I have a confession to make about me and research.
Very little of what I delve for ever makes it directly onto the pages of my stories.
Blood Silver is a perfect case in point.
This is my 12th post about Blood Silver. Of those 12 posts, 8 concern swords, armor, and fighting techniques. Given the proportion of posts devoted to the paraphernalia of battle versus those on other topics, you might easily assume that Blood Silver is a war story, with scene after scene transpiring on the field of battle.
But it’s not.
It takes place during a time of war, yes. And the war plays a central role in the challenges my protagonist faces. But out of the 39,300 words that comprise the novella, 3,900 narrate the battle scenes. Roughly 10 percent.
So why do I do all this research? (And why do I write so many blog posts on it?!)
Sometimes the research I do for one novel will prove useful for another one that I write later. For example, I did a bunch of research into medicinal herbs when I wrote Troll-magic. And I remembered enough of it that I didn’t need to research it all over again in order to handle Tahaern’s healing skills.
But for his knightly skills, I didn’t know enough. Thus, research!
Now, as to why I blogged about all my research?
Well, I research because I need the knowledge, but I also enjoy learning about new-to-me topics. I generally find the lore I discover to be fascinating, and that was exactly the case with the knightly gear and the knightly fighting skills. Of course I wanted to share all that cool stuff with you!
So, what about plate armor?
I’d found re-enactors, living history buffs, and experimental archeologists to be such great sources for swords and sword fighting that I turned to them again regarding plate armor.
The first video I found prompted more questions than it answered. But having the right questions is very helpful, indeed. Plus the knight portrayed has such cool armor (and the music accompanying his arming video is so dramatic and majestic).
I’m going to share that video with you as an excellent (and short) intro.
Couldn’t you just imagine living in that castle yourself? Don’t you wish you had armor like that? I do, almost.
One of the things the video makes clear is just how many straps plate armor possesses. Each piece is firmly fastened to the appropriate body part, and thus the weight is distributed over the whole body. It does not all hang from the shoulders or rest upon the feet. That’s why those knights had good mobility, even when encased in all that steel.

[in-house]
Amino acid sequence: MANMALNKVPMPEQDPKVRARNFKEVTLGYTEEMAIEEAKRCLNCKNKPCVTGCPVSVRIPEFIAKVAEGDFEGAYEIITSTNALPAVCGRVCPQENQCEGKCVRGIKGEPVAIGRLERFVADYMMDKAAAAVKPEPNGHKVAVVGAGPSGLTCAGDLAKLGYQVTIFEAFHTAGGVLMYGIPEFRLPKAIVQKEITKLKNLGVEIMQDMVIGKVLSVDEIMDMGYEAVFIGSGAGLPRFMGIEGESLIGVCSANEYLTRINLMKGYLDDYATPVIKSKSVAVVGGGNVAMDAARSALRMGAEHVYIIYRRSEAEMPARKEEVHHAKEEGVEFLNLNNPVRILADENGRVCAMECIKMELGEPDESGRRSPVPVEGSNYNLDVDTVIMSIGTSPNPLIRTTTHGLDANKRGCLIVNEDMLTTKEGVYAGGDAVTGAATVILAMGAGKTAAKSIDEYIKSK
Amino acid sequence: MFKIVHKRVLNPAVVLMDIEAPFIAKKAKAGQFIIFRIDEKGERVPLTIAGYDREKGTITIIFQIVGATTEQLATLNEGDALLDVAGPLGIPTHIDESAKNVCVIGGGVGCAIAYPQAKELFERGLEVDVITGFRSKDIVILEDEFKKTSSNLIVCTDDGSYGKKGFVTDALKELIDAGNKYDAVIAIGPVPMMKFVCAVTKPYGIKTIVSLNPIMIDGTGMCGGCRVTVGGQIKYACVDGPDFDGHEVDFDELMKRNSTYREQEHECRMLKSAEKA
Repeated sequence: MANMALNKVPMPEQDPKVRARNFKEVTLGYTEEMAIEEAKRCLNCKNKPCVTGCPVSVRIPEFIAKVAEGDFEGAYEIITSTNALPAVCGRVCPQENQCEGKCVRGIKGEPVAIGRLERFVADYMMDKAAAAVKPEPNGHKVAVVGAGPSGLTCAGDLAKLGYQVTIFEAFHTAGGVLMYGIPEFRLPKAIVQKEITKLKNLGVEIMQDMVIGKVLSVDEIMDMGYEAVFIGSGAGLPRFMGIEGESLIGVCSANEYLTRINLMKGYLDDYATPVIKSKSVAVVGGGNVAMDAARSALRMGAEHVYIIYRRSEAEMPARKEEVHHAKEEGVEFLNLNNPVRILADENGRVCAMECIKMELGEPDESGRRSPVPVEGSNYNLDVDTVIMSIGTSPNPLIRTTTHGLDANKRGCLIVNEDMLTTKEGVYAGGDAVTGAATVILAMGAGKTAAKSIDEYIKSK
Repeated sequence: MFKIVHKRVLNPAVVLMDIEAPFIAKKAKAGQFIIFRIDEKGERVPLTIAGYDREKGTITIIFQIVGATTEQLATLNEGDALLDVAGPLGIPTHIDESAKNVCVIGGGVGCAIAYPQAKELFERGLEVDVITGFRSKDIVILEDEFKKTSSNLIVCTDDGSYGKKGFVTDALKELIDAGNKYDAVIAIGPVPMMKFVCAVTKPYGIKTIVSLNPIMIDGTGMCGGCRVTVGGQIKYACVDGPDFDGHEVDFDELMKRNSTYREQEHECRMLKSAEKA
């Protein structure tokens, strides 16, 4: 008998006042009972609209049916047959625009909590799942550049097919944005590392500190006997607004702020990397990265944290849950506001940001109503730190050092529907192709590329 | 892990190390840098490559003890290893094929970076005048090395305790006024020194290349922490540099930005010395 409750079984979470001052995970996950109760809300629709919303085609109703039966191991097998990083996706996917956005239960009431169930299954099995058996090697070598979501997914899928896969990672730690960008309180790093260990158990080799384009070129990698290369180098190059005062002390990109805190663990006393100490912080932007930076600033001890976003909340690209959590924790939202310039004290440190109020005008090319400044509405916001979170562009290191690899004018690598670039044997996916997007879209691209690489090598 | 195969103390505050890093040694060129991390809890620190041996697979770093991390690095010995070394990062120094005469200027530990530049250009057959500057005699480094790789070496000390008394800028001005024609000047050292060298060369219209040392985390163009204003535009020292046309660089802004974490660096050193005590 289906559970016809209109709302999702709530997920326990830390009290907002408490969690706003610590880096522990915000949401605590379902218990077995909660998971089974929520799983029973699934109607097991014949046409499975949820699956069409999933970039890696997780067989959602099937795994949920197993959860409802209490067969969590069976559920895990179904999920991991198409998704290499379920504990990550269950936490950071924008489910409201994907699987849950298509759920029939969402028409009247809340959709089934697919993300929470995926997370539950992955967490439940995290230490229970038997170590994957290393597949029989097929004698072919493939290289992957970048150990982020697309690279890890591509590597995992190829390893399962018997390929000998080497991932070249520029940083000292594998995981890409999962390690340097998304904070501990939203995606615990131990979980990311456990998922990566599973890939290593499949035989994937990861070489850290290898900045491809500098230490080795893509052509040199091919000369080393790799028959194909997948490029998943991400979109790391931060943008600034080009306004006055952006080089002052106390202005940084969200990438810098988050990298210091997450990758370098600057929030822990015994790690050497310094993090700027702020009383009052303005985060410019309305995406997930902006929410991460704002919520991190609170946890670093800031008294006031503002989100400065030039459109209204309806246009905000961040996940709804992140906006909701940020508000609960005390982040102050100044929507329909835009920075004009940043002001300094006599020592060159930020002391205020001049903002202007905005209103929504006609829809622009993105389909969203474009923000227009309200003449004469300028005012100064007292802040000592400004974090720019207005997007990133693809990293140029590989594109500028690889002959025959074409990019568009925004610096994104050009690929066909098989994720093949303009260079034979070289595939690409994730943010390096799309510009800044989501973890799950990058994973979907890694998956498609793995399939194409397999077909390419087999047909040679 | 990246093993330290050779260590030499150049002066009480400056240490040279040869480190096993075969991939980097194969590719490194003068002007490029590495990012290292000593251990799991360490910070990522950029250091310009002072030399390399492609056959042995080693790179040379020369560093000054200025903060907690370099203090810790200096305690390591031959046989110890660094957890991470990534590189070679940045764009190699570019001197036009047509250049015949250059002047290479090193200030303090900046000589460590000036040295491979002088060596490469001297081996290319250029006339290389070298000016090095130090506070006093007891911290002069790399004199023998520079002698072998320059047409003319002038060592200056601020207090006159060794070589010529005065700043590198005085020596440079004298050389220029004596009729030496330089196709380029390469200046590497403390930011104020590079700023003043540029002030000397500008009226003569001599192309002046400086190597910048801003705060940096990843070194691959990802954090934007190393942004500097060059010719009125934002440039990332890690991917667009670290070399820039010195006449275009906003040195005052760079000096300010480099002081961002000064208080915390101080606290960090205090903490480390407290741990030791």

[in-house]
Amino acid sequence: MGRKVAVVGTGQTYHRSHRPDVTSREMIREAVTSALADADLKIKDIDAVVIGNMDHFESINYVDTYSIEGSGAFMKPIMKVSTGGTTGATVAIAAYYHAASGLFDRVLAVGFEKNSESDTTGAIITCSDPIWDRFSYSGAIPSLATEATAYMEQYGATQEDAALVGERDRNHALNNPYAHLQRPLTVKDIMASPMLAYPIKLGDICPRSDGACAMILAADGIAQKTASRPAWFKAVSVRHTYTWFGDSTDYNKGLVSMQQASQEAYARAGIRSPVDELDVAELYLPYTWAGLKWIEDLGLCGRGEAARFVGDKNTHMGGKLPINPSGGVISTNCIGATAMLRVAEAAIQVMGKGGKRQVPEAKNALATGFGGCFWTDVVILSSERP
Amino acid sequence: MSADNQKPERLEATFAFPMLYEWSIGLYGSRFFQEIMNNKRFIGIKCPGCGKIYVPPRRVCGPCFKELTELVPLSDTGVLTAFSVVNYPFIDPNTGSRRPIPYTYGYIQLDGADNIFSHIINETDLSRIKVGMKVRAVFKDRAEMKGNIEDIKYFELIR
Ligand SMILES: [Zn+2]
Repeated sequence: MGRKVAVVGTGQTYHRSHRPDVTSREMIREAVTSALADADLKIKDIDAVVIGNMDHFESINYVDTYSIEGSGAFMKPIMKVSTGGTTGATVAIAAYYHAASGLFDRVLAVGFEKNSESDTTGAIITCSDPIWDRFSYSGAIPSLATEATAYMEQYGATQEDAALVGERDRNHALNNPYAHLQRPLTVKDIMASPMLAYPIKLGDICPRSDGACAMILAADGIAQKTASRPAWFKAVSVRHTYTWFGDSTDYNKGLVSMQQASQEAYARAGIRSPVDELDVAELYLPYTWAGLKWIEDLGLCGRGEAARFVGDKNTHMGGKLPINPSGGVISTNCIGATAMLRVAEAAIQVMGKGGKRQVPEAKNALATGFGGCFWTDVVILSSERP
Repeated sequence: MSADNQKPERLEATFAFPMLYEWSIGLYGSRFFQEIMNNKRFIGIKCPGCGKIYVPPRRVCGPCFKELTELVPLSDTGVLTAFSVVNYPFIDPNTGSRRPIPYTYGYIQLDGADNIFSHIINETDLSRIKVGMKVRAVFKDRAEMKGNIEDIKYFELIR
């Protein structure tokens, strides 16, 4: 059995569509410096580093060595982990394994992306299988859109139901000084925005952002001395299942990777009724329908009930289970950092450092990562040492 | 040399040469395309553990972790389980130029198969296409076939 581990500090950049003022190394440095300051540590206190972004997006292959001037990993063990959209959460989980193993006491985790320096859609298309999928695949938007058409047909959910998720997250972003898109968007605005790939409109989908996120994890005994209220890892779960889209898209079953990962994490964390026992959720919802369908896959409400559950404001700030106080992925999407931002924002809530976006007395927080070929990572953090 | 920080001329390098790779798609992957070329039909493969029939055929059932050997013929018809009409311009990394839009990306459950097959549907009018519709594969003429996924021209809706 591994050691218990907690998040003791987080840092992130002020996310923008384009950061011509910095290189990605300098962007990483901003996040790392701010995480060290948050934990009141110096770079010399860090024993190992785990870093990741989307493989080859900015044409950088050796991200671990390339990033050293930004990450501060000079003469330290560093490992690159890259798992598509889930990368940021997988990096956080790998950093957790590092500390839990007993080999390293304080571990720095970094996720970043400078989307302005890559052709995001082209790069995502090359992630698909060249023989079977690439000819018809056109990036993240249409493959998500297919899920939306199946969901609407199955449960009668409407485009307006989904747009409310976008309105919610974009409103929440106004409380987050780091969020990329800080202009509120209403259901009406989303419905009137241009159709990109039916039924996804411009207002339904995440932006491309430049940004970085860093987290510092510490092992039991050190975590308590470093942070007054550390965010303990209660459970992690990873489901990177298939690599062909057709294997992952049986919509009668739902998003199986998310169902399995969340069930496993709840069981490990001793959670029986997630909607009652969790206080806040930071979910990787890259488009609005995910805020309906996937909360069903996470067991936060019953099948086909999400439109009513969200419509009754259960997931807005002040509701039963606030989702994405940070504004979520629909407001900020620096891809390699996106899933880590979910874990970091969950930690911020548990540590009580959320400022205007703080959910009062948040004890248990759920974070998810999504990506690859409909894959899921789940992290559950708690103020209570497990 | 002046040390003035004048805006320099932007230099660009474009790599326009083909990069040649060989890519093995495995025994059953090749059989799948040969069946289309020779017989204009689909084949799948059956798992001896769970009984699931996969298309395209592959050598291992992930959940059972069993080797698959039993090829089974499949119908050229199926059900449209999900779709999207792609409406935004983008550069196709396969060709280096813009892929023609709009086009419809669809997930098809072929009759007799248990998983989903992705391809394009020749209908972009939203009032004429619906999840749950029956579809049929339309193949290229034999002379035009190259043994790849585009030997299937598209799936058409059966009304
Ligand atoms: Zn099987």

Which raises the question: how exactly is each piece fastened to the knight’s body? It looked like there was more to it than just buckles.
Historian Mark Griffin reveals the mysteries of “points” or laces.
I loved his arming jacket with its multitude of laces. And I found his remarks about the English knights riding to battle and then dismounting to fight to be most curious. I’m longing to know why the continental knights, who fought from horseback, had such a different style from their English counterparts.
The fact that the knights wore a different style of visor for jousting tournaments than for battle makes so much sense. That’s exactly the sort of thing I love discovering in my research.
Matthew Fields, a member of the Plantagenet Medieval Society, spoke most enlighteningly near the end of the video about his experiences in tournaments. He says that when’s he’s in combat, he does not notice the weight of the armor at all.
Mark Griffn and Matthew Fields answered many of the questions I’d developed, but they also prompted yet more questions. How exactly did all those separate pieces of armor fit together? In what order did a knight put them on?
Fortunately I found a presentation by The Metropolitan Museum of Art that featured a gentleman who is both a re-enactor and an armorer. Now I was really getting down to it. This video delivered the full scoop!
Wasn’t it cool how Jeffrey Wasson had full mobility in his arms? And could scramble up from the prone position? It was helpful hearing all the clanking and rattling produced as he threw mock punches at the air and stepped quickly. So that is what Tahaern and his squires sounded like!
But I still had one more important question.
Both Jeffrey Wasson and Mark Griffin said that a knight donned his armor starting with the feet. But every single example I’d seen showed the knight in question starting with the greave that protected the shin and calf. And they did not put on the sabaton that covered the foot at all. What did that mean?
I understood that the sabaton was often not worn for foot combat. It was really needed when the knight was ahorse, making his feet especially vulnerable to infantry.
But when a knight did put on his sabatons, did he put them on before he put on his greaves? Or after?
Knyght Errant showed me the answer when he decided to time himself getting armed. Just how long does it take a knight to get his plate armor on properly?
And there we have it: another myth dispelled and my question answered!
For more about Blood Silver, see:
Cross Strike, Squinting Strike, and Scalp Strike
The Book Title
The Crooked Strike
Which Cover to Choose?
The Strike of Wrath
Rope Climbing and a Cliff
What If the Sword is Wrong?
A Song of Peace
Wielding a Long Sword
Origin of the Story (The State of This Writer)